“Aya Aya” Song

January 14, 2016

aya ceeki,

This video was created for the Myaamia Heritage Class at Miami University. It teaches you how to sing the “aya aya” song which is to the tune of the French nursery rhyme “Frère Jacques”. The song teaches general greetings and more. The first part is learning the verses to the song and the last part is singing along. The four verses are written out and translated below.

aya aya, aya aya                                            Hello (general greeting) x 2

tipeewe neeyolaani, tipeewe neeyolaani            It’s good to see you x 2

peehki kiišikahki, peehki kiišikahki                    It’s a nice day x 2

teepahki, teepahki                                          It’s good x 2

 

 

Happy New Year!

January 7, 2016

wiiyaakiteeheeko weehki-kihkatwe!

2016-Happy-New-Year-Images1.jpgimage by Somasundaram Rino

A New Year has begun for the Gregorian calendar! The phrase above is how we would say “rejoice the New Year” or, more commonly, “Happy New Year” in Myaamiaataweenki. Don’t forget, though, the Myaamia Lunar New Year is coming up February 10th. Be sure to use this phrase then also! Click here for the audio

 

As Myaamia people we enjoy a good feast as much as anyone else, and many of our families will be gathering to share a meal with family and friends for Thanksgiving. Because it’s such a widely celebrated holiday, we thought it’d be useful to be able to talk about it in Myaamiaataweenki.

So the staff of the Myaamia Center came up with the term pileewa akiišikomi (Turkey’s Day – aka Thanksgiving). This neat turn of phrase allows you to say fun things like:

neeyolaani kati pileewa akiišikomi
I will see you on Turkey’s Day (Thanksgiving)

or

maalami wiihsa weehsiniaani eehkwi pileewa akiišikomi 
I ate too much on Turkey’s Day (Thanksgiving).

or

amwaahsiiwaki pileewa ileehši eehkwa weeyaakiteehiaani pileewa akiišikomi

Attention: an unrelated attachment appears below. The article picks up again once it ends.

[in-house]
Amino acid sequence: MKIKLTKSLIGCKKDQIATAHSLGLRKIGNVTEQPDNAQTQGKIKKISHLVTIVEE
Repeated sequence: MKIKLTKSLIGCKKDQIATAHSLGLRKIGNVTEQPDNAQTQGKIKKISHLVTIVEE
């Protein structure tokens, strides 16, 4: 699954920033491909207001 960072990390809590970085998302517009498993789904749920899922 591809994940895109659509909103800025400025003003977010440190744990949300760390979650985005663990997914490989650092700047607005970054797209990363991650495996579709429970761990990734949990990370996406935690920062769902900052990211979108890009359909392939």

I don’t eat turkey but I still like Turkey’s Day (Thanksgiving).

or

nahi wiihsiniko pileewa akiišikomi!
Y’all eat well on Turkey Day (Thanksgiving).

The audio files for all of these can be found here on the online dictionary

Until our next language post – myaamiaataweeko neehi nahi wiihsiniko pileewa akiišikomi!

Myaamiaataweenki (Myaamia language) on the Web

Due to our history of forced removal, land loss, and population fragmentation, Myaamia people live all over the United States as well as in another countries around the world. As a result, the internet has become an increasingly useful place for teaching and using our heritage language. What follows is a brief summary of the tools that Myaamia teachers use for teaching Myaamiaataweenki as well as tools that Myaamia speakers use for communicating in our heritage language.

Myaamia Online Dictionary: a great place for beginners to learn basic phrases or words for use in everyday life. See myaamiadictionary.org and search in the box in the upper right corner.

Facebook – see the Myaamia Center’s Facebook page, the Miami Tribe of Oklahoma’s page and the Eewansaapita page for updates on community events and language programs. English remains the main means of communication on Facebook but more and more you’ll see words and short phrases mixed into posts on these pages.

Twitter – a domain for intermediate speakers to use only Myaamiaataweenki. Follow the twitter handles: @ciinkwia @kinwalaniihsia @caahceenhsa & @aamaawia to observe or participate in these conversations.

Aacimotaatiiyankwi: Myaamia Community Blog – this site is used to teach Myaamiaataweenki with short posts, articles, and videos. Click here to return to the language page for this site and look at posts about Myaamiaataweenki. There is also a lot of language terminology in the weather reports and history and genealogy posts on the site.

Memrise – a language teaching app available on the web and on iOS and Android devices. You can create an account on your computer here and join the course “myaamia language lessons” to start learning. Download the app on your phone or tablet via the App Store or Google Play.